This is a guest post from Eric Byrd of Media Learning partners.
You're all set up for a client’s corporate sales meeting. The projectors are dialed in, the audio system sounds awesome. People are starting to take their seats in anticipation of Jim the CEO’s keynote speech.
That's when it happens. The event coordinator appears out of nowhere and says, "Jim updated his presentation in the hotel last night. He wants to present from his iPad. That's not a problem is it?"
Last minute changes and surprises are a fact of life at even the most well coordinated events. With 14.6 million iPads sold worldwide you can bet we'll be asked to use iPads as presentation sources more and more from now on.
So, to help you prepare for this mobile onslaught I’m going to share three options for incorporating iPads as the presentation source during events. Hopefully this will help you create an “iPad plan” so you won’t be caught in an iDisaster.
Option 1: Direct connect the iPad to the display system
In order to connect the iPad directly you will need adapters to tether the iPad to the physical inputs of your displays. There are two types of connections to be aware of to handle the different versions of the iPad.
The first three generations of the iPad use the Apple 30-pin connector, so you’ll need a 30-pin to VGA, DVI or HDMI connector, depending on your projector or display input. All are available online for between $20 and $60. I suggest having all three adapters handy, just in case. The 4th generation iPad uses a “Lightning” connector. It’s smaller and not backwards compatible with older iPads. I was able to find “Lighting to VGA” and a “Lightning to HDMI” adapters online from various sources (around $50) but I could not find an adapter for DVI monitor inputs.
The HDMI adapters will pass audio but the DVI or VGA adapters won’t. If the presenter needs to play audio along with DVI or VGA video you’ll need a separate audio cable with a 3.5mm phono plug on the iPad side.
A note of warning; I did see Lightning to 30-pin adapters available online, but they don’t pass the video signal. So you will need to stock both Lighting and 30-pin adapters to cover every possibility. A couple hundred bucks is a cheap price to pay to potentially save your bacon in a pinch.
I also strongly recommend having a lectern or stand to rest the iPad on when physically tethering to displays. The connections on the pad are not designed for tugging, so you’re liable to get an abrupt disconnect if the speaker walks around during his speech. That can be disruptive, and get you some nasty looks from the stage. No one needs that.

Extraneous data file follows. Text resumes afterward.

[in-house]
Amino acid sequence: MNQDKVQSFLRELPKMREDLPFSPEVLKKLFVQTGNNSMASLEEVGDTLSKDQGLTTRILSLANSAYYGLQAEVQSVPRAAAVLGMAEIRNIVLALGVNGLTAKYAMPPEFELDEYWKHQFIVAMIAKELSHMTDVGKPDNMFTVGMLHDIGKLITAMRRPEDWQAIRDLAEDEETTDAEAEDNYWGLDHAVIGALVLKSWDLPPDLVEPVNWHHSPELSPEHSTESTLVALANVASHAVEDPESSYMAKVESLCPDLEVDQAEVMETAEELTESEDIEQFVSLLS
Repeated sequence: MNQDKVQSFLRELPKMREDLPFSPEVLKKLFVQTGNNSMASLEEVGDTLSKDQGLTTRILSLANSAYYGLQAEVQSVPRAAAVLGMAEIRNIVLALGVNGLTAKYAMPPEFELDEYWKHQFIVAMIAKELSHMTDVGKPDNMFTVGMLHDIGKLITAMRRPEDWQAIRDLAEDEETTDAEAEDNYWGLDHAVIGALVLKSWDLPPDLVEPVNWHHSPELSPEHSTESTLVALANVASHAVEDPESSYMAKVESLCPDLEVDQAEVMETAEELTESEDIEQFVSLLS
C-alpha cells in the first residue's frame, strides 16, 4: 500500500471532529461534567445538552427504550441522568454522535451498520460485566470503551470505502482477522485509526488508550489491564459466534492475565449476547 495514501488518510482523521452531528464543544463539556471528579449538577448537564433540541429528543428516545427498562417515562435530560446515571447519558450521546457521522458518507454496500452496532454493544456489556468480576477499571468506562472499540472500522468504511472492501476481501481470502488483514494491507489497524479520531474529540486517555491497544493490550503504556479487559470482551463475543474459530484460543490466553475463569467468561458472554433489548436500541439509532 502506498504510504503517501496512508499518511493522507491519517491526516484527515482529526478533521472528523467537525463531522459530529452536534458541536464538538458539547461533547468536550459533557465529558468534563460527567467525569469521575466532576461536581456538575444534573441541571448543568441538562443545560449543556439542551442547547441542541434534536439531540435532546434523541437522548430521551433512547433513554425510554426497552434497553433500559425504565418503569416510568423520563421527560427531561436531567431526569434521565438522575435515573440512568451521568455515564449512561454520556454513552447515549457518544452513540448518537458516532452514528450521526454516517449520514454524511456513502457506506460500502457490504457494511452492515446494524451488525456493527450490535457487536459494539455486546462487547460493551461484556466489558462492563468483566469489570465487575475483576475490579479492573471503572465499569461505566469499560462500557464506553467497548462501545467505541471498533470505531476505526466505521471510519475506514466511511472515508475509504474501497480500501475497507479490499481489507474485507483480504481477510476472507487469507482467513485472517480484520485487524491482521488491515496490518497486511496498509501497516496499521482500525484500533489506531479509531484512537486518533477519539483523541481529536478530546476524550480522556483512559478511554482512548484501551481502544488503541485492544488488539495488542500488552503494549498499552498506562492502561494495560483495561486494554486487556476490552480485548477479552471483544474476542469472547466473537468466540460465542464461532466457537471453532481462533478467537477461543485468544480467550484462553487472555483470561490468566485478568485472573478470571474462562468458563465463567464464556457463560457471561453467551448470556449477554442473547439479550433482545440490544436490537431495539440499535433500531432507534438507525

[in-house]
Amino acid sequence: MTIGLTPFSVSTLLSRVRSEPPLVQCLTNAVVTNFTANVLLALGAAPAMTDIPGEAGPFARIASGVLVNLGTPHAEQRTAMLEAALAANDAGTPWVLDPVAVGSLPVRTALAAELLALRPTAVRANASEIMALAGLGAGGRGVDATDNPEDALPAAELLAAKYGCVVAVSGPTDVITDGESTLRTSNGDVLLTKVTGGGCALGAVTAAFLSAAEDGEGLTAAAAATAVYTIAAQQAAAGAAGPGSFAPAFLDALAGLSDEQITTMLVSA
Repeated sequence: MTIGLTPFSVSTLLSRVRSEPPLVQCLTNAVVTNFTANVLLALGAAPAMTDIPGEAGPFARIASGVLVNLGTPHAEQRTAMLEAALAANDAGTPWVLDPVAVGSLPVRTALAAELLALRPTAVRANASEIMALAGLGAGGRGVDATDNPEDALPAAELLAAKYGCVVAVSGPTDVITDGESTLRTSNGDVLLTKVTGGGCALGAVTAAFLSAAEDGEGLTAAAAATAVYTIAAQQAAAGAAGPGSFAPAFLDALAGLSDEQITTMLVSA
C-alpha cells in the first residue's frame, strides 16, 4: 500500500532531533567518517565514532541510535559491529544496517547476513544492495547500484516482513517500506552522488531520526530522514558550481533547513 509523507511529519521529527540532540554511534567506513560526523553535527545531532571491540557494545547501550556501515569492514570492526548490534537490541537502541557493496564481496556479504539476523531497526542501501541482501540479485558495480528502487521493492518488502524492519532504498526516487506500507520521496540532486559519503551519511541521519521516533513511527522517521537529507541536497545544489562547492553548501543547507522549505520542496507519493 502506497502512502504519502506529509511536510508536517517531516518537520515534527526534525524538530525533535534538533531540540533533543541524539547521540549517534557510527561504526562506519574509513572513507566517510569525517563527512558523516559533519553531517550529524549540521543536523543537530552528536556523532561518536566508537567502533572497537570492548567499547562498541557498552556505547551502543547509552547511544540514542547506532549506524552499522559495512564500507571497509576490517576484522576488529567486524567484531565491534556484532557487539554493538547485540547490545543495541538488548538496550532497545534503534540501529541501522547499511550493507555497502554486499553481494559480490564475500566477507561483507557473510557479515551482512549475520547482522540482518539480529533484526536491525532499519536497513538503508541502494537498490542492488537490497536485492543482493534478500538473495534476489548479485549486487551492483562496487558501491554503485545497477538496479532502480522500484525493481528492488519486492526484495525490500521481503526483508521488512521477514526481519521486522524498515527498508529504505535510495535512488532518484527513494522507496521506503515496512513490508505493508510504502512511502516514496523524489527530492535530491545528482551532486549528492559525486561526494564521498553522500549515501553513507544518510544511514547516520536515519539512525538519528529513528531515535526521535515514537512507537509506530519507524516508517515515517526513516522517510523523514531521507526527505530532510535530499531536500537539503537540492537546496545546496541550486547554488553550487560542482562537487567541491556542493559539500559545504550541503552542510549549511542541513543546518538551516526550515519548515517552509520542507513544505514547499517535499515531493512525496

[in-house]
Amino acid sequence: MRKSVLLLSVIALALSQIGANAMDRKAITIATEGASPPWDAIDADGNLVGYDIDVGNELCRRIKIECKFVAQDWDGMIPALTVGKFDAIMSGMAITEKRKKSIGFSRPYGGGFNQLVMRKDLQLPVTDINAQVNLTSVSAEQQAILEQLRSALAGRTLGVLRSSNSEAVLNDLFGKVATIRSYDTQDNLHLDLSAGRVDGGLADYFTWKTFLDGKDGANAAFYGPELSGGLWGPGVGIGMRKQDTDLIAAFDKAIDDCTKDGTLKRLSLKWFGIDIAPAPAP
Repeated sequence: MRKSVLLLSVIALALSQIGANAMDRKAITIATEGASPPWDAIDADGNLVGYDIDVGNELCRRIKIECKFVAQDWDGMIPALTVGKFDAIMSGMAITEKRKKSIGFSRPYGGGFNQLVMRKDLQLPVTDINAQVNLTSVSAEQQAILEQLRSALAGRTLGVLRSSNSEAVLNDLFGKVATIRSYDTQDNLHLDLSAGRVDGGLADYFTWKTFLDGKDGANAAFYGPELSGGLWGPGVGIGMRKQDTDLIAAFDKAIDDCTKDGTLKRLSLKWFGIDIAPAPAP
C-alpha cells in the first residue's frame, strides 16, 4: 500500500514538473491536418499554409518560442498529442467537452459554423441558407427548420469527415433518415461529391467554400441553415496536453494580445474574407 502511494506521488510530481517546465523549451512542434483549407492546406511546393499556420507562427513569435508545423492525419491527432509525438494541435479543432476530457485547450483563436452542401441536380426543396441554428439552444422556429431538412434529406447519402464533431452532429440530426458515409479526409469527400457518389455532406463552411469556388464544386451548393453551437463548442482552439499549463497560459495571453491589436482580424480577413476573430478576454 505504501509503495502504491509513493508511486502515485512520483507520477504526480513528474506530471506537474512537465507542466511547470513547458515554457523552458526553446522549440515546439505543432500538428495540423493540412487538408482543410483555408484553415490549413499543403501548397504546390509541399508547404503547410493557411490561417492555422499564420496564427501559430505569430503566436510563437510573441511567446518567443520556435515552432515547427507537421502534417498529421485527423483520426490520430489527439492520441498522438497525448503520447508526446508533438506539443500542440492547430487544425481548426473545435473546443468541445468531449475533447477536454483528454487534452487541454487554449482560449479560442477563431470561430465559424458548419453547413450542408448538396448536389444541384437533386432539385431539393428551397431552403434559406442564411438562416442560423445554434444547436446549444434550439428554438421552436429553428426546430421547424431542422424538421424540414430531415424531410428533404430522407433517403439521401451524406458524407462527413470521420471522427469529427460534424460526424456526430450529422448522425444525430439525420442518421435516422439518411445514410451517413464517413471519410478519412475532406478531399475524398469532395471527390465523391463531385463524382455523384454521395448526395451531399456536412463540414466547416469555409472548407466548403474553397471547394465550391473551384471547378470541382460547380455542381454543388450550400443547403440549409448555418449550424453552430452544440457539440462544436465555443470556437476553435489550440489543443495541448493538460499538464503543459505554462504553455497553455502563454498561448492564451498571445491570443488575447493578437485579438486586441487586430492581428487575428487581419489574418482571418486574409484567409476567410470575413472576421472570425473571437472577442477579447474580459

Option 2: Use the iPad as a remote control
The iPad can also be used as a video enabled presentation controller. Essentially, you load the presentation onto a laptop, which connects to the displays. The presenter uses an application, such as i-Clickr (www.senstic.com), to remote control the presentation on the iPad across a WiFi network.
Once connected, the speaker will see the slides on the iPad screen and can change slides by finger swipe. I tested this with my MacBook Pro and iPad mini and it worked great. It was easy to set up and I was able to see my speaker notes in addition to the current slide image on the iPad.
Another advantage of i-Clickr is that they have Android and Windows Mobile versions of the software too. That means you can mix and match laptop and mobile device brands. There may be other remote control software available out there that works as well, but I only tested i-Clickr for this article.
In the case of i-Clickr there is also an application that runs on the computer. So, you will need to download the application to both the computer and the mobile device. If you’re using your own laptop for events, I recommend installing i-Clickr in advance. That takes care of half the equation. Then you will only need to install it on the presenter’s iPad, which only takes a minute or two.
If you have a “Jim the CEO” surprise, you would also need to transfer the presentation to the computer from his iPad. But, since you need a WiFi network for device control anyway you should be able to use that same network to transfer the presentation.